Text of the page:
The Los Angeles Times recently published an article suggesting that the wealthy and educated are moving to California, while the poor and middle-class – and those with less than a bachelor’s degree – are headed out.
“The state attracts a steady stream of college graduates, especially from the East Coast, even as many less-educated residents move to neighboring states — and to Texas — in search of a lower cost of living,” The Times reported.
For years, California has been billed as the Golden State, the place to live, full of sunshine, movie stars and opportunity. People looking for a better lifestyle, higher paying jobs, and to escape snow storms have sought out the region with high hopes and their hard-earned savings. But that dream quickly turns into a nightmare for those not prepared for the high cost of living or the progressive politics.
“The cost of living, especially housing, is what stops the whole world from moving to California,” said USC demographer Dowell Myers. “Otherwise, who wouldn’t prefer California? We have superior weather. We have mountains and oceans. And we have better jobs — better paying and more specialized, whether in tech, entertainment, the arts or medicine.”
But, not all who move to Cali stay there, and not just because of the crazy cost of living. Paul McDermott moved there from Philadelphia but has since moved to Nevada. After paying $1,900 a month rent for a two-bedroom apartment in Huntington Beach, he found a much cheaper and nicer place in Henderson, NV.
“After 22 years in California, the politics, restrictive gun laws and the ridiculously high cost of living drove me out,” McDermott said. His job required he carry a concealed gun, but getting the permit was a nightmare, and then there was the straw debacle: “there was the whole California mind-set: The final ‘straw,’ if you will pardon the pun, was when they restricted straws in restaurants … I mean, seriously?”
Educated In, Middle-Class Out
Let’s face it, to live in the Golden State, you have to have money – or get aid. Rent, utilities, gasoline, food, just about everything is more expensive than elsewhere. It makes sense that those with higher education and more income would move there, as they can easier afford the cost of living. But what is that doing to the state?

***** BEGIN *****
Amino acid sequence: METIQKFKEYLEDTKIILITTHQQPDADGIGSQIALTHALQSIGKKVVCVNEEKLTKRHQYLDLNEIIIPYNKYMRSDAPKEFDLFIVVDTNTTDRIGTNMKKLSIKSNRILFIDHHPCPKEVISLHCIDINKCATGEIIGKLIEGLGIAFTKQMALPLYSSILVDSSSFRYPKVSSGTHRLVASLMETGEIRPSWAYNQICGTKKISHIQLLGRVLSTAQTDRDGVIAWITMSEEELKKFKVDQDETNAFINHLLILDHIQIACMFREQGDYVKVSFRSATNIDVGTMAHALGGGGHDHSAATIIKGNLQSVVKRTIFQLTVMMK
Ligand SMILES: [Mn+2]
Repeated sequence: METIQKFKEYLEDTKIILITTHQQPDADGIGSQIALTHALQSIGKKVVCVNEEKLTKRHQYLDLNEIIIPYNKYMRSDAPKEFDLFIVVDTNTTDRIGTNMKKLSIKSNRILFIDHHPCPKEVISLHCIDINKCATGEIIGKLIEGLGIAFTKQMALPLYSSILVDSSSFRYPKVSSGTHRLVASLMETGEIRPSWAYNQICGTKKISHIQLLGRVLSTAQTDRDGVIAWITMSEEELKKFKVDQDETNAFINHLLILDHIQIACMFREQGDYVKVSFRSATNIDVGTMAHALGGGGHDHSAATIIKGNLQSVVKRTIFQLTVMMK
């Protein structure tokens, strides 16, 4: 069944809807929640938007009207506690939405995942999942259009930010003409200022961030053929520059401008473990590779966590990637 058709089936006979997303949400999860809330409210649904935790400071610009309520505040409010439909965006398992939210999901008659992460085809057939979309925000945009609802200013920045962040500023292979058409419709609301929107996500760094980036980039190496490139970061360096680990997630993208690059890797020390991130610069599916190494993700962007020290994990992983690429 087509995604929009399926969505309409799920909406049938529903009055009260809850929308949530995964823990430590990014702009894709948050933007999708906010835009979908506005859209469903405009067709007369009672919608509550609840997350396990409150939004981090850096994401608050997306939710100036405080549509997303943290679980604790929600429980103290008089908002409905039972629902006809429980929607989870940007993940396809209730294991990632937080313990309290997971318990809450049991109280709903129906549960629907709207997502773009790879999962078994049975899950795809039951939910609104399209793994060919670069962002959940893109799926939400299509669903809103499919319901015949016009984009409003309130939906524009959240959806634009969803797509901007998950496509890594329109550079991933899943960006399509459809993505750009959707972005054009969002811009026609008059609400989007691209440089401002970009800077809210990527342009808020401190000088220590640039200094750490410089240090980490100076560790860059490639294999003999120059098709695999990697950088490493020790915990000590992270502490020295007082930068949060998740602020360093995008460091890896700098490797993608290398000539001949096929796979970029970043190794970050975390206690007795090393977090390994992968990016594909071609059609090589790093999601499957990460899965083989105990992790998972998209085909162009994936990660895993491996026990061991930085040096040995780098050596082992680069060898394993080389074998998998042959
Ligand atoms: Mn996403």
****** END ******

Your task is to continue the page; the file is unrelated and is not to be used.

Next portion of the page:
“Young people do most of the moving,” Myers said. “They hunt around, and California is a big magnet. But then they face severe housing prices here, so the families are being lost. We are not growing a complete society.”
Also, the baby boomers are retiring and staying around. So, you have the young, career-minded individuals and couples, and then the retired folk, but no families. What happens to the workforce, especially for jobs the better educated won’t do?
“We need low-skill workers too — hospital orderlies, school bus drivers, nannies and gardeners,” Myers said. It’s not likely someone with a B.S. is going to want to drive a school bus for half the pay they’d get in their field of choice.
A large portion of the state, the Central Valley, is agrarian and, due to the recent years of severe drought and other political issues, many farmers have packed up their tractors and moved to greener pastures. Although one of the poorest areas in California, it is also extremely vital not only to the state’s economy, but to the rest of the nation as well. As rent and the cost of living continues to soar, and more families and middle-income leave the area, what will happen to the farms?
They can boast all they want about attracting higher educated and wealthier citizens, but while they’re paying $2,500 for a studio apartment and working on the 15th floor in downtown San Francisco, who will be driving the taxis, teaching the students, tending the farms and ranches, cleaning the posh apartments? Who will work at the stores and restaurants where they want to spend all their wealth?